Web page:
There’s a growing trend in English football that represents a harbinger for the failed development of young players.
As the national team enters an era of unaccustomed progress courtesy of an emerging young core now well-versed in international successes, Premier League sides are failing to keep the same players set for stardom in their ranks.
Arsenal have avoided the fate of many of their peers, securing the services of tricky teen winger Reiss Nelson on a long-term senior contract on Friday after reports surfaced earlier in the week suggesting the England youth international could go abroad on a permanent deal. The Gunners then loaned Nelson out to Champions League side Hoffenheim for some much-needed first-team minutes under Julian Nagelsmann.
The Gunners are no stranger to this recent trend of young players establishing roots on the continent. In the last few years, Dutch youth international forward Donyell Malen left for PSV and Chris Willock moved to Benfica. That was followed by promising striker Kaylen Hinds’ enrollment at Wolfsburg and teenage defensive midfielder Marcus McGuane’s move to Barcelona.
The craze extends far beyond Arsenal.
Former Manchester City starlet Jadon Sancho opted for Borussia Dortmund at an age that would require a parental permission form for most school activities. Jonathan Panzo ditched Chelsea for Monaco, reuniting with ex-Blues scouting savant Michael Emenalo on the principality. Additionally, Keanan Bennetts and Reo Griffiths left Tottenham’s academy to join Borussia Monchengladbach and Lyon, respectively, and crafty left-footed dazzler Noni Madueke snubbed Spurs and Manchester United to seek first-team opportunities with PSV.
Full credit to the aforementioned players for seeking alternative routes and enlisting with a handful of clubs all notably proficient at the progression of young talent. Sancho has since become an important part of Dortmund’s plans, finding his footing towards the end of last season under Peter Stoger. He assisted on Marco Reus’ goal during a weekend thumping of RB Leipzig to open the 2018-19 campaign.
No club among England’s elite is safe from the perils of premature exits. Even Spurs, who have become the Premier League’s media darling for a series of successive top-flight “almosts” guided by a litter of young players, have experienced departures for Bennetts, Griffiths, and Madueke.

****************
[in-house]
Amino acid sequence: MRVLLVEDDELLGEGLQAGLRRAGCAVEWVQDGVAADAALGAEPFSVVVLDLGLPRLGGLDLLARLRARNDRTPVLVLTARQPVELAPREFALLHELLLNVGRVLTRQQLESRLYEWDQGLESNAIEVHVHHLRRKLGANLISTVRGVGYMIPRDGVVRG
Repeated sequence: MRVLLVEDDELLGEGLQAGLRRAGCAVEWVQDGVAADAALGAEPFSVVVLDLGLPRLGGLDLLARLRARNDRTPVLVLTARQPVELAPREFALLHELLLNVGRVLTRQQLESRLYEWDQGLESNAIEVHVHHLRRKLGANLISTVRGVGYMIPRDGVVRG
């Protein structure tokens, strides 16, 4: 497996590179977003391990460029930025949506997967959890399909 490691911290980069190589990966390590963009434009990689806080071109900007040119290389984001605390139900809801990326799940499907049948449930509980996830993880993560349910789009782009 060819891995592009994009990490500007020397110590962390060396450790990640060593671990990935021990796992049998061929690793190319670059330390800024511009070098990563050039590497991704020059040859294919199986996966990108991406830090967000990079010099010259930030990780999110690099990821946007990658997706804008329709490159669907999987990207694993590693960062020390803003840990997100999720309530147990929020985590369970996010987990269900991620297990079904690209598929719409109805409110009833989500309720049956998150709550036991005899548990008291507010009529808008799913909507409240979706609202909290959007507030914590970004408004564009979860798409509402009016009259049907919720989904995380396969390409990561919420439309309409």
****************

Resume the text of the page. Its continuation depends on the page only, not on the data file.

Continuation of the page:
For many, advancement from a top academy to first-team football is a labor of love not worth the loan spells with lower league sides. Look no further than Tottenham’s Harry Kane. The England star persevered through a quartet of mercurial temporary tenures with Leyton Orient, Millwall, Norwich City, and Leicester before earning a role in the first team. The 25-year-old received paltry plaudits as a youth prospect compared to those listed above.
It’s not like England’s current crop of stars-to-be isn’t good enough. The summer of 2017 was a stellar stretch for Three Lions youth, with the Under-17 side topping Spain in the World Cup final to go with a runners-up finish in the European Under-17 Championship. English kids also won the Toulon Tournament, made the semi-finals of the Euro Under-21 Championship, and won the European Under-19 contest. It was a summer, that paired with England’s performance in Russia, signals a change in national team hopes tethered to the advancement of young players.
In Nelson’s case, perhaps the Elephant and Castle born winger was inspired to pen a long-term deal with Arsenal because of the opportunities afforded to academy products.
Last season under Arsene Wenger, Arsenal led all Premier League sides with 7,933 minutes in the league played by academy grads. Manchester United was second on 6,858, and Manchester City was third from bottom with 152 minutes. Those minutes were split between Brahim Diaz, Lukas Nmecha and Phil Foden, with the latter – who like Sancho was a member of the Under-17 World Cup winners – appears the most likely to break into the first team at the Etihad. City is taking a cautious approach with Foden, preferring to keep the local boy close amid alleged links with Marcelo Bielsa at Leeds, among other suitors for the versatile attacking midfielder. With Pep Guardiola’s charges set to compete on four fronts, perhaps Foden will get an opportunity that players like Jaden Sancho feared wouldn’t come, or maybe he’ll become the latest cog in a frenzied loan system that sees a slew of City kids plying their trade with the club’s Catalan outpost Girona.
Sancho has the looks of a player slated for stardom, a talent that an English side may very well overpay for in a few years time – much to the delight of Dortmund. Should the likes of Bennetts, Panzo, McGuane, and others have their profiles similarly boosted, expect the recent leak of homegrown players to verge on a veritable migration.
More than two-thirds (69.2 percent) of players in England’s top flight are born overseas, the highest percentage among Europe’s top-five leagues. Perhaps budding English players are exercising foresight in taken circuitous routes to hopeful Premier League returns. Either way, the trend of players moving abroad to cut their footballing teeth is a worrying sign for internal development in English football.
Curiously, young English players appear to be all the rage everywhere except England.
(Photos courtesy: Getty Images)